"Scandalous" red-tape charges are preventing much-needed affordable housing from being built around New Zealand, real estate experts say.
Figures released by one developer reveal almost 40 per cent of the $250,000 cost of building a pair of two-bedroom units in Auckland went on a staggering array of bureaucratic fees, consents and permits.
The anonymous developer, who builds in Auckland suburbs with housing shortages, said the fees were blocking new low-cost housing projects.
Of the $93,750 in fees he was charged, $46,000 went to the Auckland City Council as a financial contribution. The resource consent cost $23,000 and an ACC consent, $8500. Water connection was $8300 and an electricity connection fee $5500. Other fees were paid for a right of way consent charge and vehicle crossing permit.
"This is why affordable medium density housing is a myth in Auckland city," the developer said. "It really is a ... scandal."
Real estate blogger Gavin Hamilton, who writes the Live from Howick blog, agreed low-income earners were being priced out of the market.
"People can not afford the finance, they can't get in and that's only going to get worse," he said. Figures from Statistics New Zealand show residential building consents have been declining since a peak of $690m in June 2007 to just $387m in May 2009.
A report from the Department of Building and Housing released earlier this month states that while housing consents are expected to rise in 2010 to 18,000, they are not expected to reach 20,000, a figure industry commentators believe is the minimum required to meet New Zealand's basic housing needs.
Despite the shortfall, consents for 18,000 homes is still a 25 per cent increase on 2009 levels.
Kevin Mara, general manager of assets for Housing New Zealand said the department had noticed a "significant increase" in the last few years on fees and charges.
"This increase in costs has affected the number of houses that we can build."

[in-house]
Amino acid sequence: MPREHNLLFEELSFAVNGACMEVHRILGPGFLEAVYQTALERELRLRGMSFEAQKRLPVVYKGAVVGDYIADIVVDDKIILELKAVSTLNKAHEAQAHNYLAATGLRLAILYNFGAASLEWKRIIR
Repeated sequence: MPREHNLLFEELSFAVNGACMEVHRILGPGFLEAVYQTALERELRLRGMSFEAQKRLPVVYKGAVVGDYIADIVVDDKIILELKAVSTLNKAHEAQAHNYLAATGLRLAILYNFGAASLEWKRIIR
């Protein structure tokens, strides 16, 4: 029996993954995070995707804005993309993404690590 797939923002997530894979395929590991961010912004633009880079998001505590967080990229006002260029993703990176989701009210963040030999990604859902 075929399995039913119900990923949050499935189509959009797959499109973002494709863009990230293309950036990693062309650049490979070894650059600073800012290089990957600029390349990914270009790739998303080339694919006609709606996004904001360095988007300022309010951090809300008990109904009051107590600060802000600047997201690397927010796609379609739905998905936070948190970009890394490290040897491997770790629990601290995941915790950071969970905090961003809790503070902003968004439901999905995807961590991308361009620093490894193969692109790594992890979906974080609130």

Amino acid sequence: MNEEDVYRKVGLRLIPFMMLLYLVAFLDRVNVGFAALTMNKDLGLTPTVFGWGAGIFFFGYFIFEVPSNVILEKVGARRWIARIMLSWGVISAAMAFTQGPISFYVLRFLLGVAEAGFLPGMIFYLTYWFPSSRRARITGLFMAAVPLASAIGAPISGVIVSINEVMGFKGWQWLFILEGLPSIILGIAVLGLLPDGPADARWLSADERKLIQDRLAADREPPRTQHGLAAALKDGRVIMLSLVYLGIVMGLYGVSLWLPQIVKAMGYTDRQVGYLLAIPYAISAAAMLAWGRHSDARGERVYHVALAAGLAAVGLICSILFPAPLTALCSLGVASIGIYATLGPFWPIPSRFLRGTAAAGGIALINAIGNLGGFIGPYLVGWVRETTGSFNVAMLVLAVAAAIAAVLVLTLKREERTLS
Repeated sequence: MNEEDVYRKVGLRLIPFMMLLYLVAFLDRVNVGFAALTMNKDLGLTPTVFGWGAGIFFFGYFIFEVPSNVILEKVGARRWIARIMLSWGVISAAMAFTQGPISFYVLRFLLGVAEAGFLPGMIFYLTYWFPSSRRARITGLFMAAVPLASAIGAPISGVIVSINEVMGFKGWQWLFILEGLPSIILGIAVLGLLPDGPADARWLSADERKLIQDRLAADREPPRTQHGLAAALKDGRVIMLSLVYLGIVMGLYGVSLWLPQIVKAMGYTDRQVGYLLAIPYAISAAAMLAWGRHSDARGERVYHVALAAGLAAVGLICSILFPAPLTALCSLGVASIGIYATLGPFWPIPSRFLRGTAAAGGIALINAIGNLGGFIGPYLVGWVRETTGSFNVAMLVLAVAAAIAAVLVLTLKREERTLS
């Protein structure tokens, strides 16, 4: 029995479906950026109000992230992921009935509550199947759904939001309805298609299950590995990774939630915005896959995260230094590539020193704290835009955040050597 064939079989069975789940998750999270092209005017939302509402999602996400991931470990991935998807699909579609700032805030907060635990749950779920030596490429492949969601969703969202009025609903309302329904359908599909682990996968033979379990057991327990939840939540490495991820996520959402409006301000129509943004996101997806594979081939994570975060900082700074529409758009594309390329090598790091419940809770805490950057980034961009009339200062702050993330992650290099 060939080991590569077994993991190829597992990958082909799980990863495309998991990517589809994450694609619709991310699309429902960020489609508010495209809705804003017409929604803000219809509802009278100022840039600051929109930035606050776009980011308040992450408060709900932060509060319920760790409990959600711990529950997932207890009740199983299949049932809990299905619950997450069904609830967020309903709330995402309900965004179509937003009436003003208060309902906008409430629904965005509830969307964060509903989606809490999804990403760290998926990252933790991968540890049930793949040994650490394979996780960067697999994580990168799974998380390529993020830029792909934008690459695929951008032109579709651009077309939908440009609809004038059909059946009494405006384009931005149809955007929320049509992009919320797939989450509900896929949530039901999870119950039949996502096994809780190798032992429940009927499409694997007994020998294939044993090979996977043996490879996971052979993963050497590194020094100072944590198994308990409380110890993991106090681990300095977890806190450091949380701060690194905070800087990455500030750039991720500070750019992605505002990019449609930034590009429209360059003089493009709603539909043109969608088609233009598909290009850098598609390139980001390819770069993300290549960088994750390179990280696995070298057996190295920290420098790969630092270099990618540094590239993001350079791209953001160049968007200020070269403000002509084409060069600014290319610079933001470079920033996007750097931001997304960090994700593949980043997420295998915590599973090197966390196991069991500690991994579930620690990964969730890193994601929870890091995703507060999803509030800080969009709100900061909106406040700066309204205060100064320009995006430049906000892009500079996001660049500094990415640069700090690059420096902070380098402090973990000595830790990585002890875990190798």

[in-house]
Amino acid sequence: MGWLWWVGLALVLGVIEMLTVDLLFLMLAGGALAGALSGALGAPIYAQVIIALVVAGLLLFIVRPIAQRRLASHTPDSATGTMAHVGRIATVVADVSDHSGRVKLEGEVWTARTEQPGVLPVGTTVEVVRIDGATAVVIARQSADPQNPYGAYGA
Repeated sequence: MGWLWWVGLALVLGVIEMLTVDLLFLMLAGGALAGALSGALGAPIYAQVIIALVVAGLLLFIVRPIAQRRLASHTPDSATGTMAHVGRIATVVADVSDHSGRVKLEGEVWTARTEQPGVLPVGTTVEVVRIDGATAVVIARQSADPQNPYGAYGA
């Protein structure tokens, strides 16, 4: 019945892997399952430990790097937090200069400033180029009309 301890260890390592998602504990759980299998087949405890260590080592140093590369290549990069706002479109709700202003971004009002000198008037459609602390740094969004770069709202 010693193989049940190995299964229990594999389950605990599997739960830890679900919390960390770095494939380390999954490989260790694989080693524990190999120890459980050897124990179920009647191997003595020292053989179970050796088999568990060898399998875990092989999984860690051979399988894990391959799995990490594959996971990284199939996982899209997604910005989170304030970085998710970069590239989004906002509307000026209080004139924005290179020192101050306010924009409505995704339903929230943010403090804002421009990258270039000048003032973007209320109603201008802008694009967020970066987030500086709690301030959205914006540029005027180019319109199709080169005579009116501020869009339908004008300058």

But Local Government New Zealand environment and regulation manager Irene Clark defended the charges, saying that they were an "actual and reasonable" cost.
She said they went towards processing applications, inspections and administration costs.
Couple's costly rejection
Property developers Jennifer and Mark Dent have been left in limbo after their plans to develop an Auckland section were rejected by a council, despite being charged $44,000 in fees.
The Auckland couple bought the waterfront site of 119 Fisher Parade in Pakuranga for $1.95 million in 2007.
They planned to build four apartments on the site.
The Manukau City Council's urban design panel asked for numerous changes to their design before asking residents for submissions.
That took two years and the costs mounted up. Eventually the Dents received a $44,000 bill but no consent.
Jennifer, above, said the couple don't know what to do with the land. "I expected some trouble, but nowhere near the trouble we got. It's just got too hard."
Her husband added: "We ended up with a hat full of nothing at the end of it. We ended up thinking why did council make us do all those changes?"
The couple plan to move away from residential developments because the costs have got too high.
The council's manager of resource consents and compliance, Brett O'Shaughnessy, said the Dent's costs were probably twice as much as a typical consent process, but that was because the land was considered unstable and needed a lot of assessments by engineers.